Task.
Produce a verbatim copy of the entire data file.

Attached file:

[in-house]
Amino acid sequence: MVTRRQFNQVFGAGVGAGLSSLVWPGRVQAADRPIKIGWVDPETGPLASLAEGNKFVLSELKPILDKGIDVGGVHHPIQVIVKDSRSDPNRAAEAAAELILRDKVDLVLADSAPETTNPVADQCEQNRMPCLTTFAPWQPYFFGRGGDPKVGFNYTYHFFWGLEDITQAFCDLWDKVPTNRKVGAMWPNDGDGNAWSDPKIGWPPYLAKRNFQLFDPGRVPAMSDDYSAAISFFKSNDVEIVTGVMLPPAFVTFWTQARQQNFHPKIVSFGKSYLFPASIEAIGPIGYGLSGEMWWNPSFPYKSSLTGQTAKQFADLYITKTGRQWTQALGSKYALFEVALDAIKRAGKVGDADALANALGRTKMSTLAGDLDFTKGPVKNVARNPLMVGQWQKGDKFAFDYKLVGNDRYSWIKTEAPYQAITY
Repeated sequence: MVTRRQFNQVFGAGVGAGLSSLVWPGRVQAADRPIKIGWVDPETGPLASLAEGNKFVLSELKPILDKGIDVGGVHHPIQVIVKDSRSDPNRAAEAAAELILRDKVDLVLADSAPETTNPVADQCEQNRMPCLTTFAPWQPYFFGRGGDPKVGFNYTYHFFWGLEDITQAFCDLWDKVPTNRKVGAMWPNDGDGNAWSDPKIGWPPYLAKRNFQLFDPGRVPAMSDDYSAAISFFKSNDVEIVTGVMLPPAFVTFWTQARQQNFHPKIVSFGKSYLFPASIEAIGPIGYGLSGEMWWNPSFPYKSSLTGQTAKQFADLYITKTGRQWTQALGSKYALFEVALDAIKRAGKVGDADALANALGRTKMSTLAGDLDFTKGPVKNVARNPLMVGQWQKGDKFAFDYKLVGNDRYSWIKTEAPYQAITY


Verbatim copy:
[in-house]
Amino acid sequence: MVTRRQFNQVFGAGVGAGLSSLVWPGRVQAADRPIKIGWVDPETGPLASLAEGNKFVLSELKPILDKGIDVGGVHHPIQVIVKDSRSDPNRAAEAAAELILRDKVDLVLADSAPETTNPVADQCEQNRMPCLTTFAPWQPYFFGRGGDPKVGFNYTYHFFWGLEDITQAFCDLWDKVPTNRKVGAMWPNDGDGNAWSDPKIGWPPYLAKRNFQLFDPGRVPAMSDDYSAAISFFKSNDVEIVTGVMLPPAFVTFWTQARQQNFHPKIVSFGKSYLFPASIEAIGPIGYGLSGEMWWNPSFPYKSSLTGQTAKQFADLYITKTGRQWTQALGSKYALFEVALDAIKRAGKVGDADALANALGRTKMSTLAGDLDFTKGPVKNVARNPLMVGQWQKGDKFAFDYKLVGNDRYSWIKTEAPYQAITY
Repeated sequence: MVTRRQFNQVFGAGVGAGLSSLVWPGRVQAADRPIKIGWVDPETGPLASLAEGNKFVLSELKPILDKGIDVGGVHHPIQVIVKDSRSDPNRAAEAAAELILRDKVDLVLADSAPETTNPVADQCEQNRMPCLTTFAPWQPYFFGRGGDPKVGFNYTYHFFWGLEDITQAFCDLWDKVPTNRKVGAMWPNDGDGNAWSDPKIGWPPYLAKRNFQLFDPGRVPAMSDDYSAAISFFKSNDVEIVTGVMLPPAFVTFWTQARQQNFHPKIVSFGKSYLFPASIEAIGPIGYGLSGEMWWNPSFPYKSSLTGQTAKQFADLYITKTGRQWTQALGSKYALFEVALDAIKRAGKVGDADALANALGRTKMSTLAGDLDFTKGPVKNVARNPLMVGQWQKGDKFAFDYKLVGNDRYSWIKTEAPYQAITY